‘Words can’t explain how big an effect’: a dad’s feedback

15 May 2012

Carlos Maxwell (pictured left, in a yellow t-shirt with his son Dean, then aged 11) is a father of two from Harrow in north London. He took part in the Dads in Demand animation project which we ran with Campaign for Learning at Stag Lane Primary School, Harrow in 2010. Carlos says the project completely changed his attitude to his son’s education, and had a positive effect on his son’s behaviour and their relationship.

“Words can’t explain how big an effect it had. It got me so much more interested in his education and what he’s getting up to at school. Through the project I got to know all his teachers and I’ve got to know his friends and their dads too. He can really see that what he does at school matters to me and that makes him try harder. It’s not that he was ever a bad kid, but because he knows I’m in touch with the teachers he knows that if he misbehaves or gets up to bad stuff they’re going to tell me.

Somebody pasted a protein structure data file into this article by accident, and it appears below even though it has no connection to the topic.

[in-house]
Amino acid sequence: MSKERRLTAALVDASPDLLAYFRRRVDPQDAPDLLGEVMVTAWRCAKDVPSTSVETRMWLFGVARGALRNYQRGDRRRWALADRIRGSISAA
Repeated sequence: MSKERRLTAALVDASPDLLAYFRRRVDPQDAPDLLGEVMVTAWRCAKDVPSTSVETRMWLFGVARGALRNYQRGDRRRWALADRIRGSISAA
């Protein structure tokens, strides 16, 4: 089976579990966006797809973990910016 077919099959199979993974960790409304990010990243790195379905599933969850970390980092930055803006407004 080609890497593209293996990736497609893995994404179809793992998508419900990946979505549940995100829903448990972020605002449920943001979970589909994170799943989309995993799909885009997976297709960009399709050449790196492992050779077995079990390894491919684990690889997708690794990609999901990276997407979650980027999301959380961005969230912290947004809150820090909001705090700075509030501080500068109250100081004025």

“I always used to go to parents’ evenings but apart from that I’d just find my space in the playground and stand there waiting for him to come out. By inviting us in to do the animation project, the school changed that and me and the other dads started to feel like part of things.

“Now my son knows he can communicate with me about school issues – he’s not frightened to talk about it and he knows I’ll know what he’s on about. And it’s stuck with us too – we set up a dads’ group after the animation project and that’s got a life of its own now. My son’s at high school now and I’m still really involved, like with organising basketball.

The Dads in Demand project had a dramatic impact on children’s school performance. Independent evaluators found that in the year before the project, 15% of the children involved had reached expected National Curriculum targets and 10% had exceeded them. In the year of the project, 73% reached the targets and 54% exceeded them; 23% of the children made 2 years’ worth of progress in the year of the project. For a summary of the Dads in Demand project click here.


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